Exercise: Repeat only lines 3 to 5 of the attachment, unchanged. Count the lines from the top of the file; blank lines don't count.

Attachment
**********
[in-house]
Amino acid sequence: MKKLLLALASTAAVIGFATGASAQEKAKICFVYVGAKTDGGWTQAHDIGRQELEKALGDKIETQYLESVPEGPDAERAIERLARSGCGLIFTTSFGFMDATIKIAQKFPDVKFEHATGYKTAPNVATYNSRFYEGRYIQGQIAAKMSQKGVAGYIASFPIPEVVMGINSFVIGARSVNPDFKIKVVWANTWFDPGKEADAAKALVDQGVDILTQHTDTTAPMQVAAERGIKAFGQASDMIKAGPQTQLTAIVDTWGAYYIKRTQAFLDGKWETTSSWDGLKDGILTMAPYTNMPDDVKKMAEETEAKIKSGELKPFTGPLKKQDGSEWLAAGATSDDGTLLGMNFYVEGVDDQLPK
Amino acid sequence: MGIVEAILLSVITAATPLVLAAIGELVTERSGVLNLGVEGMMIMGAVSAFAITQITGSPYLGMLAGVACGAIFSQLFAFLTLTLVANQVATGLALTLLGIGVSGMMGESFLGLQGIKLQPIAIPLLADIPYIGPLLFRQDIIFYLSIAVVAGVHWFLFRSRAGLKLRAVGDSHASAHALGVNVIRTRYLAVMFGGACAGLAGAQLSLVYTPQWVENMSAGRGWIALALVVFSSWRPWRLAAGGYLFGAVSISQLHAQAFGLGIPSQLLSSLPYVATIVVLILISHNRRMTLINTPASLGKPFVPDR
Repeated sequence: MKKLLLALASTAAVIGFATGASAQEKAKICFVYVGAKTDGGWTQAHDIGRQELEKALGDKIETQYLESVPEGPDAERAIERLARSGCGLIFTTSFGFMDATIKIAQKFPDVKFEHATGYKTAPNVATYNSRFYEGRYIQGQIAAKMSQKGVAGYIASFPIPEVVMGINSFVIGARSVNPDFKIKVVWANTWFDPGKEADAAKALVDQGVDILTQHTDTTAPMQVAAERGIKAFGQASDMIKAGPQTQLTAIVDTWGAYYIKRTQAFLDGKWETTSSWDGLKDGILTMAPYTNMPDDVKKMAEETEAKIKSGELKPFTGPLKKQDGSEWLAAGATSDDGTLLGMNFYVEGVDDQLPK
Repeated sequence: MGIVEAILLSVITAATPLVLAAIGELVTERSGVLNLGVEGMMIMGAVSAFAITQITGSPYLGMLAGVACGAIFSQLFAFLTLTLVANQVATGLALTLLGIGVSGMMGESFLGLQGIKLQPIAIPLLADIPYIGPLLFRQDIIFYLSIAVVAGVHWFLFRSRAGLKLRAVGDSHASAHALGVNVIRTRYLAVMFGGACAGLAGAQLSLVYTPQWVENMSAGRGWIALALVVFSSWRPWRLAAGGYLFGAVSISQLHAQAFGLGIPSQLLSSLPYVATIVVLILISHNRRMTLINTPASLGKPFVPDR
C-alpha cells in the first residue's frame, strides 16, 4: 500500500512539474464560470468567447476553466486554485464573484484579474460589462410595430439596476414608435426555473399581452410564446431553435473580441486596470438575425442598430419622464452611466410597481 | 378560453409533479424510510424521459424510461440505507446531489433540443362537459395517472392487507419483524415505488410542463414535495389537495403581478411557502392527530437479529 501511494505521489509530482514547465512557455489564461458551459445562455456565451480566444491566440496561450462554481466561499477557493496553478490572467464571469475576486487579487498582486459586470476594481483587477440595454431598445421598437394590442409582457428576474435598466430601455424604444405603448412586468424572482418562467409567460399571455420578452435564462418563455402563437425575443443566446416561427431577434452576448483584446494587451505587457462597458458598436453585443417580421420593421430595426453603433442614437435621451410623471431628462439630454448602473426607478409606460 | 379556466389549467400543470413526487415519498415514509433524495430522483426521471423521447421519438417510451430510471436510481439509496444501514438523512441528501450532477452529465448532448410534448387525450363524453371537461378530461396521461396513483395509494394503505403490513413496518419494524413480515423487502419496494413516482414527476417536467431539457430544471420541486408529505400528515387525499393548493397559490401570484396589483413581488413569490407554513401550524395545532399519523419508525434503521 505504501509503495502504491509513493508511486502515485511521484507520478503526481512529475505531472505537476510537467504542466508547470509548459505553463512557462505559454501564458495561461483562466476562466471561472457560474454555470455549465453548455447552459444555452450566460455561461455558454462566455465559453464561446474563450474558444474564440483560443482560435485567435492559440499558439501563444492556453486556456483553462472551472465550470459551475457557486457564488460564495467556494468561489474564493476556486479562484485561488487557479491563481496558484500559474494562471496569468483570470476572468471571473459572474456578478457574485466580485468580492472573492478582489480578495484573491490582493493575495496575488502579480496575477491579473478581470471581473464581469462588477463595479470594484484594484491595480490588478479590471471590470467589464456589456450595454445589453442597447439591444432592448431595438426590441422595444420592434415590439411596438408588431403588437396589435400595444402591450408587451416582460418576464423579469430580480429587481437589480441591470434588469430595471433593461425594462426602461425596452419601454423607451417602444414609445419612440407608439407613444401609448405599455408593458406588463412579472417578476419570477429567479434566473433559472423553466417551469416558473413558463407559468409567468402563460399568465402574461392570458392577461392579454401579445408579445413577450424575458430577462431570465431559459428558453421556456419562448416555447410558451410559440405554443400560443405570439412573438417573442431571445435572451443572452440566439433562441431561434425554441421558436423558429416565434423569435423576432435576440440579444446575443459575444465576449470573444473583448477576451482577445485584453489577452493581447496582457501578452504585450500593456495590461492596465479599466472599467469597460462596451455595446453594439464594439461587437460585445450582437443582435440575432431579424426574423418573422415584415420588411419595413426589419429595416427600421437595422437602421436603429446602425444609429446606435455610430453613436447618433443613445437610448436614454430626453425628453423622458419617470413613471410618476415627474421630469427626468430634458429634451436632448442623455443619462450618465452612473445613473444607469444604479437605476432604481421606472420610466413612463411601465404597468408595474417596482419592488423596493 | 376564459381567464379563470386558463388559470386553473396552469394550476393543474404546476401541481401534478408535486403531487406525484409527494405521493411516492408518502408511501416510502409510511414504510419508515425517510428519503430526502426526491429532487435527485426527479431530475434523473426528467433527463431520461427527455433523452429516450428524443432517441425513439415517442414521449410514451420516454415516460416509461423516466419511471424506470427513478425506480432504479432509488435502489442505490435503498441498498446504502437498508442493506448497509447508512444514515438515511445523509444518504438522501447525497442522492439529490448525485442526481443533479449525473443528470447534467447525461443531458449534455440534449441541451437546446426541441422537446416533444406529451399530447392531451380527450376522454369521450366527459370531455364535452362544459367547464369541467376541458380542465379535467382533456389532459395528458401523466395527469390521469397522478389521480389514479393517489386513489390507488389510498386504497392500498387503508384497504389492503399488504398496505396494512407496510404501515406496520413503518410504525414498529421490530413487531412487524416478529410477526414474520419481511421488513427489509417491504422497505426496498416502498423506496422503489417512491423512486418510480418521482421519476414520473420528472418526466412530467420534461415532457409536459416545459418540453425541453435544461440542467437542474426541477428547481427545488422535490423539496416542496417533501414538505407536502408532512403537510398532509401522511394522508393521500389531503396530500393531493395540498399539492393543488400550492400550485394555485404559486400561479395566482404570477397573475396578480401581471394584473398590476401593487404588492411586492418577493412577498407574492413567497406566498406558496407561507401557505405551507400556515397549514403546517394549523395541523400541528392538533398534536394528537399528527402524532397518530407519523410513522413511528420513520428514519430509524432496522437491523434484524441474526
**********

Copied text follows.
Amino acid sequence: MGIVEAILLSVITAATPLVLAAIGELVTERSGVLNLGVEGMMIMGAVSAFAITQITGSPYLGMLAGVACGAIFSQLFAFLTLTLVANQVATGLALTLLGIGVSGMMGESFLGLQGIKLQPIAIPLLADIPYIGPLLFRQDIIFYLSIAVVAGVHWFLFRSRAGLKLRAVGDSHASAHALGVNVIRTRYLAVMFGGACAGLAGAQLSLVYTPQWVENMSAGRGWIALALVVFSSWRPWRLAAGGYLFGAVSISQLHAQAFGLGIPSQLLSSLPYVATIVVLILISHNRRMTLINTPASLGKPFVPDR
Repeated sequence: MKKLLLALASTAAVIGFATGASAQEKAKICFVYVGAKTDGGWTQAHDIGRQELEKALGDKIETQYLESVPEGPDAERAIERLARSGCGLIFTTSFGFMDATIKIAQKFPDVKFEHATGYKTAPNVATYNSRFYEGRYIQGQIAAKMSQKGVAGYIASFPIPEVVMGINSFVIGARSVNPDFKIKVVWANTWFDPGKEADAAKALVDQGVDILTQHTDTTAPMQVAAERGIKAFGQASDMIKAGPQTQLTAIVDTWGAYYIKRTQAFLDGKWETTSSWDGLKDGILTMAPYTNMPDDVKKMAEETEAKIKSGELKPFTGPLKKQDGSEWLAAGATSDDGTLLGMNFYVEGVDDQLPK
Repeated sequence: MGIVEAILLSVITAATPLVLAAIGELVTERSGVLNLGVEGMMIMGAVSAFAITQITGSPYLGMLAGVACGAIFSQLFAFLTLTLVANQVATGLALTLLGIGVSGMMGESFLGLQGIKLQPIAIPLLADIPYIGPLLFRQDIIFYLSIAVVAGVHWFLFRSRAGLKLRAVGDSHASAHALGVNVIRTRYLAVMFGGACAGLAGAQLSLVYTPQWVENMSAGRGWIALALVVFSSWRPWRLAAGGYLFGAVSISQLHAQAFGLGIPSQLLSSLPYVATIVVLILISHNRRMTLINTPASLGKPFVPDR